What the cases reinforce is the AAT has followed the 2015 cases by generally setting a 
higher-level abandonment threshold for a taxpayer to establish that they have abandoned their ‘usual place of abode’. This approach places a greater importance (weight) on the existence of parents or siblings in the former place of residence (place of abode) than what was imposed in the earlier cases of Groves and Guissouma. However, that criteria carries almost no weight in Gurney, due to the existence of the relationship in Australia which was given more weight.

Will the pending modernisation of Australia’s individual tax residency rules assist working holiday makers? 

The simple answer to this question is maybe. 

First, provided the taxpayer spends 183 days or more in Australia in the current income year, they will be an Australian tax resident. Groves, Guissouma and Addy would be residents under this rule. Broadly, it requires persons to arrive in Australia prior to 1 January, which may be difficult for temporary visa holders such as foreign students who arrive at the start of an academic year.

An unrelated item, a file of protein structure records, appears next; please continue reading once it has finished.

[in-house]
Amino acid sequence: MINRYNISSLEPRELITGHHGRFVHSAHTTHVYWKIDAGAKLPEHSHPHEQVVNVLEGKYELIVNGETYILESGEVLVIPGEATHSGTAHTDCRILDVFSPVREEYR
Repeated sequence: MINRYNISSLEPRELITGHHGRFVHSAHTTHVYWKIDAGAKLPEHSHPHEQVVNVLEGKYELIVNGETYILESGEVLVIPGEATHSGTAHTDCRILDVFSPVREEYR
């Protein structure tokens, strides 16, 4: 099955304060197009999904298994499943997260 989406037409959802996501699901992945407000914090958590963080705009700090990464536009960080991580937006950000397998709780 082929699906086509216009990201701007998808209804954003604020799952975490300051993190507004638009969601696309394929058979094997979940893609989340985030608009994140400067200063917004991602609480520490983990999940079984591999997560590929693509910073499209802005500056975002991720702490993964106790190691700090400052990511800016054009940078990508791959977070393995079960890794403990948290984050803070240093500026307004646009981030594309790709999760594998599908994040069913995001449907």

However, if a person does not satisfy the proposed 183-day test in an income year, then the next step is dependent upon their residency status in the prior income year. If they were a resident in the prior income year, they will be required to determine under the proposed ‘ceasing residency’ rules if they are still a resident or have ceased to be a resident. If, however, they were not a resident in the prior income year, they will be required to determine under the proposed ‘commencing residency’ rules whether they have become a resident or remain a non-resident.

Essentially, if a person failed the 183-day test in the prior year, they will be a non-resident if they reside in Australia in the current income year for less than 45 days. However, if a person is present in Australia for 45 days or more in an income year (but less than 183 days), they will be a resident of Australia (a ‘commencing resident’) provided they satisfy two or more of four ‘connection to Australia’ factors. This checklist applies also in the context of the ceasing residency test. The four criteria persons must judge their personal circumstances against are:

(a) the right to reside permanently in Australia (including citizenship and permanent residency);

(b) Australian accommodation; 

(c) Australian family; and

(d) Australian economic connections (not defined).

If they fail to satisfy two factors, then they will not be residents despite being in Australia for more than 45 days. Most working single holiday makers and many single temporary visa holders will only satisfy the accommodation tests and will be treated as non-residents in year one.